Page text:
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Snow Business
by Patrick Vickery
by Patrick Vickery


Patrick Vickery lives in the Scottish Highlands and runs a small hardy perennial nursery (part-time). Patrick is also a part-time garden writer, and part-time special needs teacher.

Married to Liz, they have three children, two goats, two dogs, an assortment of small animals, and lives in a two acre wood in a wonderful part of the world.

Patrick gardens using a raised bed system and all, of course, chemically free - a chemical free zone!
Visit his blog
His first book was published in January 2002 by Capall Bann Publishers, UK:-
"In Pursuit Of Perennial Profit - The Pot Of Gold At The Bottom Of The Garden" (ISBN: 186163 1480)

Also visit his website at

January 2, 2011

In a previous life as a teacher the onset of snow was most welcome. If it was heavy and disruptive enough to shut the school for a day or so then that was wonderful. (Even teachers are human, you know). And for those dour individuals who claim that disrupting a child's education by closing schools in bad weather is educationally harmful - what nonsense. We all need as much fun and variety as possible. I'd even go so far as to encourage the occasional family holiday during term time. Holidays are educational after all and I'm sure they could be included as an activity within the much hyped and rarely defined 'Curriculum For Excellence'. Yes, indeed, 'Holidays For Excellence' would just about cover it.

Moving on, I normally manage to keep my garden business going until Christmas. This year, however, was different because the snow arrived early: Friday, November 27th to be precise. That particular evening we had an assignation in Dingwall at the National Hotel - a meal and a Ceilidh Dance organised by the Dingwall Gaelic Choir. The tickets had come via friends (who had acquired them via friends) and I didn't realise it was a Gaelic Choir 'do' until the event was upon us. Anyway, we dithered and swithered. Should we risk the weather and go, or should we not? The prospect of a good meal, music and some excellent company were the deciding factors, so we headed for Dingwall in anticipation of a good night out. We were not to be disappointed.

Having consumed a hearty meal and enjoyed excellent live music I found myself standing on the steps of the hotel at a quarter to eleven admiring the blizzard (there was a spot of thunder and lightning too) and wondering whether or not we should head for home before the roads became impassable. Two members of the Gaelic Choir joined me on the steps to ponder the same thing. Mentioning in conversation that I would like to hear them sing at some point in the future they thundered spontaneously into enthusiastic song. I have no idea what they were singing about - it was in Gaelic - but it was much appreciated even though I may have looked a bit startled.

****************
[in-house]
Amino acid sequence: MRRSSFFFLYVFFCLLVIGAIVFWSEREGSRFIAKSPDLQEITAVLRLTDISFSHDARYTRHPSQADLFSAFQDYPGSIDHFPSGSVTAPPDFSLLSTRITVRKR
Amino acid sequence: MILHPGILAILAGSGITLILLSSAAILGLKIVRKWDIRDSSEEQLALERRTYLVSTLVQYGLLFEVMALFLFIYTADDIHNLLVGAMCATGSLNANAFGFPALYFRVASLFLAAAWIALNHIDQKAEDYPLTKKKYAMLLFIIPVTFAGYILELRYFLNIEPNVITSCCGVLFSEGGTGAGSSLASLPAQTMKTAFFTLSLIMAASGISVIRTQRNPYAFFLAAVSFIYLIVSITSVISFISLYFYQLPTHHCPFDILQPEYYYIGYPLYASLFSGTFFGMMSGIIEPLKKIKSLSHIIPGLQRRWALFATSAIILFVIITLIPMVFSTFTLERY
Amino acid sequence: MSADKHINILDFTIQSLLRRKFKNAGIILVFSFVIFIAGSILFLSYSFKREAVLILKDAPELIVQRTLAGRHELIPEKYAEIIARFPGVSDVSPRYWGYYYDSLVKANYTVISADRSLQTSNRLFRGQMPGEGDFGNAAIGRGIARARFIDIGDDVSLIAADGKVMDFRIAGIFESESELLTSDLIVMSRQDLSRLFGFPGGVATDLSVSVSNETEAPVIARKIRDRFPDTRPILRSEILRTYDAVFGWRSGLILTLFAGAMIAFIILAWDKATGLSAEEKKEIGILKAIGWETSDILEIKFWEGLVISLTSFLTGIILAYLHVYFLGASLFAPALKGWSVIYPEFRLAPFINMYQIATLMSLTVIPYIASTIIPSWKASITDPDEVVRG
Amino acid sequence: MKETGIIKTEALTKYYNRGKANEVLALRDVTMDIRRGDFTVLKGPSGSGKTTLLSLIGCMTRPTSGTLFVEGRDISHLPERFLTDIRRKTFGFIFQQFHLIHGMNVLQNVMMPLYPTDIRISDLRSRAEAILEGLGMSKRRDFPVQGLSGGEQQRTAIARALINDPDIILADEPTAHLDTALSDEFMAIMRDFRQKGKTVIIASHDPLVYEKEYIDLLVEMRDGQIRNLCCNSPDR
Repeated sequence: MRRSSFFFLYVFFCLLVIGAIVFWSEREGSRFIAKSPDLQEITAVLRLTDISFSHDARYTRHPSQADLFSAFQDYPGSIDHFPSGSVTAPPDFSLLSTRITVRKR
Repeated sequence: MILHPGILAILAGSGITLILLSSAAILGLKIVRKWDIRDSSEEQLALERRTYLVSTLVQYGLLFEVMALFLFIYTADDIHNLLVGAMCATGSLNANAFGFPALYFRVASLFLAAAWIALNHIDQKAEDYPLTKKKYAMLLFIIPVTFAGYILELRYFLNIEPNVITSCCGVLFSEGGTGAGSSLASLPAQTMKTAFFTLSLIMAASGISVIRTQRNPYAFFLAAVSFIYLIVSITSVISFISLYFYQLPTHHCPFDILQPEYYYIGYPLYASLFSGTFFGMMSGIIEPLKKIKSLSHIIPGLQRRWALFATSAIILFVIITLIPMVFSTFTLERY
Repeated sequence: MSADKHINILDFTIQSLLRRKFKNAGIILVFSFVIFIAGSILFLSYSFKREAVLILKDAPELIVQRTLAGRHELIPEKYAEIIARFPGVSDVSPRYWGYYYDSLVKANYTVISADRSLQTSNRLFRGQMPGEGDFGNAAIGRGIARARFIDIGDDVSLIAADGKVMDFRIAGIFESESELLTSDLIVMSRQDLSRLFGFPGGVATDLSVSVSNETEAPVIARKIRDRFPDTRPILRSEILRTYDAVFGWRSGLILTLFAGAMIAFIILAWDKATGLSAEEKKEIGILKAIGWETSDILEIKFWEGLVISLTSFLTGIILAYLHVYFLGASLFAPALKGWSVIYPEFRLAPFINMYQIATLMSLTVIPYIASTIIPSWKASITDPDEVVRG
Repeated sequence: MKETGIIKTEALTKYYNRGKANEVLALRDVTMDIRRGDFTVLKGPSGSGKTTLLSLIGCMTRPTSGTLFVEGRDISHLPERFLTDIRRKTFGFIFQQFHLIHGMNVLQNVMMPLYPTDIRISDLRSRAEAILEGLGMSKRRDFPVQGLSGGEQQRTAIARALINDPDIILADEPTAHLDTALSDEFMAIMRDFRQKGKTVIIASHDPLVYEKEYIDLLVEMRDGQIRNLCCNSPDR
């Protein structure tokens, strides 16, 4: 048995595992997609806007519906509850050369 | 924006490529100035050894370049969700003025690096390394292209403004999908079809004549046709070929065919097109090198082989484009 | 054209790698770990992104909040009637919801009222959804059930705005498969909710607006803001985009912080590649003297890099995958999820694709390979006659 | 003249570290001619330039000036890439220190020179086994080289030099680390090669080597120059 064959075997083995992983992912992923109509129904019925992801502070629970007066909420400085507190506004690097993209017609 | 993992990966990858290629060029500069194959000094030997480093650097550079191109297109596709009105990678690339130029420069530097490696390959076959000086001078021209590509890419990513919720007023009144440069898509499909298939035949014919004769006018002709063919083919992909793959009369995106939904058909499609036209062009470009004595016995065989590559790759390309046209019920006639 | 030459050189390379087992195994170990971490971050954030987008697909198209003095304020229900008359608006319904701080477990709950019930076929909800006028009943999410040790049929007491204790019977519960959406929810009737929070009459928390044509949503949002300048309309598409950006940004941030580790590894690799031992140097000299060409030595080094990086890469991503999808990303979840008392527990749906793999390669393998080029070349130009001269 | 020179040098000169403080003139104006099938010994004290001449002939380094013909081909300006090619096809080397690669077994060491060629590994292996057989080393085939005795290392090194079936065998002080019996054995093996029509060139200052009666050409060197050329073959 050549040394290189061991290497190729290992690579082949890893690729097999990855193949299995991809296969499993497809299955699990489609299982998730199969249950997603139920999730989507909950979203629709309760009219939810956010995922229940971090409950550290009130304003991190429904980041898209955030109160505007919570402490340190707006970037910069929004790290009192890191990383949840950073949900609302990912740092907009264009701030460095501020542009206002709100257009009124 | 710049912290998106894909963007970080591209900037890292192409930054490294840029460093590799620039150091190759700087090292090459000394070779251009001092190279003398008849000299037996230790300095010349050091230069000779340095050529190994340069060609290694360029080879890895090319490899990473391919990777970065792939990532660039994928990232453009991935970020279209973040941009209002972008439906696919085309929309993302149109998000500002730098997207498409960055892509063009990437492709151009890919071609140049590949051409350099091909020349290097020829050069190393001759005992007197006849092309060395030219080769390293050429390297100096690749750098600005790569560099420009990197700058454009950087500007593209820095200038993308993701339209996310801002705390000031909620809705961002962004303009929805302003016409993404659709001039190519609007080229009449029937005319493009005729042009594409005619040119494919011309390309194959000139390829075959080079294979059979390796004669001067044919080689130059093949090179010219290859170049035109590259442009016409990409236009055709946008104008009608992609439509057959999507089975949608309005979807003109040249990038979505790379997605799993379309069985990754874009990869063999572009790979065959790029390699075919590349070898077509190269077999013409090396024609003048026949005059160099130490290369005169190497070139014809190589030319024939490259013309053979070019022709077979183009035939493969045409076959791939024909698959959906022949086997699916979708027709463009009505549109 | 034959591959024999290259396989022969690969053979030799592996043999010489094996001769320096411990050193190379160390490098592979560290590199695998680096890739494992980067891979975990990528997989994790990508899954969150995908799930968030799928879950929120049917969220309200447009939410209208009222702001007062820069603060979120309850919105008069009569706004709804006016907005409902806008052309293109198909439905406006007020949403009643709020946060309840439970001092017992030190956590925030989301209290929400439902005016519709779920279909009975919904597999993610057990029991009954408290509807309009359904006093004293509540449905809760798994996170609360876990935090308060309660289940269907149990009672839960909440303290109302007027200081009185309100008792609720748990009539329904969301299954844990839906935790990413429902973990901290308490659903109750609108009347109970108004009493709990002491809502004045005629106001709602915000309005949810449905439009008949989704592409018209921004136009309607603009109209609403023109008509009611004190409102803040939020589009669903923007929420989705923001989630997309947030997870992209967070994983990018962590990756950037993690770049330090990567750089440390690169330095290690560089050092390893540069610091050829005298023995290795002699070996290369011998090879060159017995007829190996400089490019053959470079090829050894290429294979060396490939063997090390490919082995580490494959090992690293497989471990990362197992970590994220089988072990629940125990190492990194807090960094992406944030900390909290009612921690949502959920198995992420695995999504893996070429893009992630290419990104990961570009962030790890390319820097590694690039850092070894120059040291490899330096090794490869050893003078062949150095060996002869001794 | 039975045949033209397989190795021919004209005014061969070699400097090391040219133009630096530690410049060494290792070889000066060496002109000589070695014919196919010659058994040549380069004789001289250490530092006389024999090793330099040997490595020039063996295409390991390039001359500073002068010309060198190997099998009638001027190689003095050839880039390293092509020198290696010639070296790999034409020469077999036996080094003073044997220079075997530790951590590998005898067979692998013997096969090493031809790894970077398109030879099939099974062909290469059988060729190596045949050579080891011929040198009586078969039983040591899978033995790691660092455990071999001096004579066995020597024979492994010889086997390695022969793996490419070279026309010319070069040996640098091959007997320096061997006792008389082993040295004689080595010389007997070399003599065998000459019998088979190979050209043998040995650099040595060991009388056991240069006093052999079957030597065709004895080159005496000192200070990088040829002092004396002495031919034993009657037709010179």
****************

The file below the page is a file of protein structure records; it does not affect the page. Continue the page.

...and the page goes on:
I was tempted to reply with an improvised Gaelic song using the only Gaelic phrase I know - "tha ton na goibhre a cur nam chuimhne air mo ghranaidh" - but decided that this was wholly inappropriate and might be perceived as the musical rantings of one who was not in complete control of his faculties. It translates into: "my granny looks like the back end of a goat", which is an endearing reference from a previous Journal column about my welsh granny, Gwyneth, a lovely lady, now deceased, who had the same sort of walk as one of the goats (when viewed from behind anyway). "Tha ton na goibhre a cur nam chuimhne air mo ghranaidh" is a good title for a song though, don't you think?

Anyway, impromptu singing on a cold winter's night on the steps of a hotel by members of an internationally renowned choir for the benefit of a stranger during a snow storm (with a spot of thunder and lightning thrown in for good measure) is just the sort of event to remind me - as if I need reminding - that the Highlands is simply a wonderful place to live.

On this note I wish you a peaceful Christmas and a healthy New Year.

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